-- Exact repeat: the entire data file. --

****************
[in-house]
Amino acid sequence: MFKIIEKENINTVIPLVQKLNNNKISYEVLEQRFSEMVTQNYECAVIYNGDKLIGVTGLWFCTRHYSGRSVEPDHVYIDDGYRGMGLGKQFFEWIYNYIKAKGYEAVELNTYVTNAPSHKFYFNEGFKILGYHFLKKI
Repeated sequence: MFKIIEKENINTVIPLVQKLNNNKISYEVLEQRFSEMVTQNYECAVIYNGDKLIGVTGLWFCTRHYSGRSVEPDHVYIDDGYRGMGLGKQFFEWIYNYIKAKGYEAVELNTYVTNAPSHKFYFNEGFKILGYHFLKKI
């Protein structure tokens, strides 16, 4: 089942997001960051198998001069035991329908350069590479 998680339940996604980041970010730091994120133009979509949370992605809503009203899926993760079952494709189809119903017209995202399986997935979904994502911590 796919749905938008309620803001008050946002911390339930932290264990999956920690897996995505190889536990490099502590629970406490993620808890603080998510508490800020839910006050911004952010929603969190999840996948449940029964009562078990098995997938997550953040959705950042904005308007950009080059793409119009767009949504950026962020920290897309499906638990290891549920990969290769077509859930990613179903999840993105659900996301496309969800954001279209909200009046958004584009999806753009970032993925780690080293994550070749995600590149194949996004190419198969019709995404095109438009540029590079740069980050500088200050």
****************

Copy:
[in-house]
Amino acid sequence: MFKIIEKENINTVIPLVQKLNNNKISYEVLEQRFSEMVTQNYECAVIYNGDKLIGVTGLWFCTRHYSGRSVEPDHVYIDDGYRGMGLGKQFFEWIYNYIKAKGYEAVELNTYVTNAPSHKFYFNEGFKILGYHFLKKI
Repeated sequence: MFKIIEKENINTVIPLVQKLNNNKISYEVLEQRFSEMVTQNYECAVIYNGDKLIGVTGLWFCTRHYSGRSVEPDHVYIDDGYRGMGLGKQFFEWIYNYIKAKGYEAVELNTYVTNAPSHKFYFNEGFKILGYHFLKKI
């Protein structure tokens, strides 16, 4: 089942997001960051198998001069035991329908350069590479 998680339940996604980041970010730091994120133009979509949370992605809503009203899926993760079952494709189809119903017209995202399986997935979904994502911590 796919749905938008309620803001008050946002911390339930932290264990999956920690897996995505190889536990490099502590629970406490993620808890603080998510508490800020839910006050911004952010929603969190999840996948449940029964009562078990098995997938997550953040959705950042904005308007950009080059793409119009767009949504950026962020920290897309499906638990290891549920990969290769077509859930990613179903999840993105659900996301496309969800954001279209909200009046958004584009999806753009970032993925780690080293994550070749995600590149194949996004190419198969019709995404095109438009540029590079740069980050500088200050």